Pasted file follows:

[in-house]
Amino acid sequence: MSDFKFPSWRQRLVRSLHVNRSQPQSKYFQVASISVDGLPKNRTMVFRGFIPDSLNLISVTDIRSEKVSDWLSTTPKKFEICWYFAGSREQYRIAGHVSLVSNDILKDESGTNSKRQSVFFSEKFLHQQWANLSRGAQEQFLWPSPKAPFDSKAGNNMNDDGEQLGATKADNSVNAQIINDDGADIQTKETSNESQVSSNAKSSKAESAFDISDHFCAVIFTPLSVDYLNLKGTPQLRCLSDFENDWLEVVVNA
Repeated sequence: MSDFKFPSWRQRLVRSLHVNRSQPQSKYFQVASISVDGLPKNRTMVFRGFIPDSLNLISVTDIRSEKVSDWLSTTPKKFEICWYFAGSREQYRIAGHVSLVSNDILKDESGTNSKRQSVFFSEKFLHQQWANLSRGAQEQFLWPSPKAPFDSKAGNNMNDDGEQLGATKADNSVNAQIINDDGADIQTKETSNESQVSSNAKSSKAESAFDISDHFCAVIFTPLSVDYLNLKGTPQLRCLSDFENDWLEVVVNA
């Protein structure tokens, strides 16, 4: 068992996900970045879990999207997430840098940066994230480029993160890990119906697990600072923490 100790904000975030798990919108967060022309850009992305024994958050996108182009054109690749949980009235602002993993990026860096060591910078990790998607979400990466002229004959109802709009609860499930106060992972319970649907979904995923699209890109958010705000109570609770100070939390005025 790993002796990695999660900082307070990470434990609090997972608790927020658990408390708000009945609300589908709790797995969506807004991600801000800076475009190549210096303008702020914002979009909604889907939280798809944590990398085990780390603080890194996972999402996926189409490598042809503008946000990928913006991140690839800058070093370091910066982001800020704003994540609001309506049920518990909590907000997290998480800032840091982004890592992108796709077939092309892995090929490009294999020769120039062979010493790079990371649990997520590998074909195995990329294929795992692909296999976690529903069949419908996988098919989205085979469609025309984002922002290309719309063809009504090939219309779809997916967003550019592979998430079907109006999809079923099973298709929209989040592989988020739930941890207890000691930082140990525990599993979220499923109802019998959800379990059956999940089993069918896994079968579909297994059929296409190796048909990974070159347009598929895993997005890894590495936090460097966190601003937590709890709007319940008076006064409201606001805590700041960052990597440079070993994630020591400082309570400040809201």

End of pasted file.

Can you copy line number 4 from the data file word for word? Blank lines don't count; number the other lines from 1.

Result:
């Protein structure tokens, strides 16, 4: 068992996900970045879990999207997430840098940066994230480029993160890990119906697990600072923490 100790904000975030798990919108967060022309850009992305024994958050996108182009054109690749949980009235602002993993990026860096060591910078990790998607979400990466002229004959109802709009609860499930106060992972319970649907979904995923699209890109958010705000109570609770100070939390005025 790993002796990695999660900082307070990470434990609090997972608790927020658990408390708000009945609300589908709790797995969506807004991600801000800076475009190549210096303008702020914002979009909604889907939280798809944590990398085990780390603080890194996972999402996926189409490598042809503008946000990928913006991140690839800058070093370091910066982001800020704003994540609001309506049920518990909590907000997290998480800032840091982004890592992108796709077939092309892995090929490009294999020769120039062979010493790079990371649990997520590998074909195995990329294929795992692909296999976690529903069949419908996988098919989205085979469609025309984002922002290309719309063809009504090939219309779809997916967003550019592979998430079907109006999809079923099973298709929209989040592989988020739930941890207890000691930082140990525990599993979220499923109802019998959800379990059956999940089993069918896994079968579909297994059929296409190796048909990974070159347009598929895993997005890894590495936090460097966190601003937590709890709007319940008076006064409201606001805590700041960052990597440079070993994630020591400082309570400040809201």